World Bulletin/News Desk
Greece's central bank governor George Provopoulos told parliament on Friday the Greek banking system was well regulated, otherwise it would have collapsed.
Provopoulos was answering questions about Piraeus Bank's takeover of troubled state lender ATEbank. MPs also asked him about reports by Reuters regarding Piraeus' chairman, Michael Sallas.
He said the articles about Sallas referred "to isolated incidents, implications that are presented as facts and selected parts of statements by experts and non-experts to arrive at an arbitrary conclusion in my opinion - that the Greek banking system is suffering from bad corporate governance and inadequate regulation."
If this were true, Provopoulos said, "then today there would no banks left standing." He added that "when a country's regulatory authority is defamed, in the end the country itself is defamed."
Greek banks, battered by the country's severe debt crisis and deep recession, have had to be recapitalised. Shut off from the interbank market, they rely on the national central bank for liquidity. They have also tapped 18 billion euros so far of 48 billion euros in agreed bailout funds from the European Union and the International Monetary Fund.
Last week, the government gave the green light for Piraeus to take over the healthy part of ATEbank, which was seriously undercapitalised and deemed unviable.
A Reuters report in July revealed how Piraeus raised more than 140 million euros of new capital via special offshore companies, some linked to Sallas and his family, funded by other Greek banks. Some academic experts described the scheme as tantamount to raising "virtual capital".
Answering opposition Syriza party MP Nadia Valavanou on the issue, Provopoulos said no Greek or European law was violated because Sallas' holding in Piraeus was under 5 percent and the loans were provided by another bank.
Provopoulos said Sallas had reported to the central bank both his direct and indirect holdings, but was not obliged to disclose holdings of his family members because they did not act jointly with him and were not financially dependent on him.
Regarding allegations in Reuters reports that the bank was renting properties from vehicles linked to Sallas and his family, Provopoulos said the issue was being probed by the central bank. The governor, a former senior executive at Piraeus and Emporiki Bank, said that so far, "there is no regulatory interest as far as a possible conflict of interest is concerned or a negative impact on the equity capital of Piraeus Bank."
A spokesman for Piraeus said it had nothing to add to Provopoulos' remarks.
Piraeus is suing Reuters over the story about the bank renting properties owned by companies run by Sallas and his family. The bank is claiming 50 million euros in damages.
Reuters global editor for ethics and standards, Alix M. Freedman, said: "Our coverage of Piraeus and of the Greek banking system has been accurate and fair to every person and institution involved."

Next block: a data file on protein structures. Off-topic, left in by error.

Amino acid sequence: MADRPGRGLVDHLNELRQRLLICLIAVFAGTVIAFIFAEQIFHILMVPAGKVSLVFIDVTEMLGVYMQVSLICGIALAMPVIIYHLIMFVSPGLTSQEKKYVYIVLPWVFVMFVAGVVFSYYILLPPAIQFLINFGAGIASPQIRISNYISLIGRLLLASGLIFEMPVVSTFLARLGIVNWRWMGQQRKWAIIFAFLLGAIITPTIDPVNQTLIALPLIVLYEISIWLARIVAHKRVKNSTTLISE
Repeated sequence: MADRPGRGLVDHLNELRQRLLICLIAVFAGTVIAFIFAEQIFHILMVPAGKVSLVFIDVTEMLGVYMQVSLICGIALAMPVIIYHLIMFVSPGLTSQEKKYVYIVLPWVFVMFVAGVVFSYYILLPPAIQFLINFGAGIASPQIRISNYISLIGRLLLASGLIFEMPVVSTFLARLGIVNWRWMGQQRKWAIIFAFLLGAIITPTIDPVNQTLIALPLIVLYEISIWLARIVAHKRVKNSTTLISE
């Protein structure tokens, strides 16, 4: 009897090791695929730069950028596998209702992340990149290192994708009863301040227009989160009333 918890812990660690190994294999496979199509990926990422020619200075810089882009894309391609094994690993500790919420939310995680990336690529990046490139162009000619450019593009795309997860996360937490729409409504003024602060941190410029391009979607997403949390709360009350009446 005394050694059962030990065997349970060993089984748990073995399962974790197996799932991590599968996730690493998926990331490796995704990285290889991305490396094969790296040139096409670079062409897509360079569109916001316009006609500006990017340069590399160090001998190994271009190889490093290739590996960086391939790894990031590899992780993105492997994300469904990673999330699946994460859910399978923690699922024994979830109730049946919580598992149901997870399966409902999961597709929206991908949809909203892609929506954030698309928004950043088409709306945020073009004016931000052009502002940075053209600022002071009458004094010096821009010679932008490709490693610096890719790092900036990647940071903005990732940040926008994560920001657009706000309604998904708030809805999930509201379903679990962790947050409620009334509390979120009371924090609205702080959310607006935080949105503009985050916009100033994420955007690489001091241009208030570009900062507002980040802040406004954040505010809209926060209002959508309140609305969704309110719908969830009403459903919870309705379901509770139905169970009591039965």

Volatility of Turkish lira and recovering oil prices are key issues for revision of inflation forecast
Gross domestic product expanded in the third quarter of the year, although slightly weaker compared with growth of 0.7 percent in the three months to the end of June, when Britain voted in a referendum for Brexit.
Binali Yildirım touts Turkey's strong, stable political administration, saying it will offer incentives for investment
Ministers meet in Ankara to discuss boosting trade volume from $10 billion to $30 billion
The 3 countries are agreed to expand scope of free trade deals by 2017, says Turkish economy minister
Under current conditions, the IEA expects global output to exceed demand until the second half of 2017, Fatih Birol told journalists on the sidelines of an energy conference in Singapore.
The decision comes as the steel arm of the sprawling $100 billion conglomerate struggles to offload its loss-making British assets while its carmaking business continues to be plagued by weak sales.
Water quality and shortages also remain threat to health of many with onset of diseases
Bank expects ‘solid rise in energy prices, led by oil' next year
Bank of Uganda Governor Emmanuel Tumusiime-Mutebile said in a statement the bank would remain open, continue to operate normally and that the central bank would protect deposits.
Four presidents meet, but hopes of diplomatic breakthrough for cease-fire in eastern Ukraine remain low
Having taken years to negotiate, some producers voiced impatience for the deal to now be finally sealed; others simply fail to see why anyone would reject it.
"The value of this project will be $10 billion with a final production level of 600,000 barrels of oil per day," he said in Tehran.
Bangladesh has been one of the worst victims of global warming, with thousands of people being killed by cyclones in recent years that have become more frequent and deadlier.
Exporting Israeli gas via Turkey to Europe is viable option, says Israeli Energy Minister
French energy group EDF views Turkey as 'growth country' with more room for nuclear, renewable and hydro projects, VP says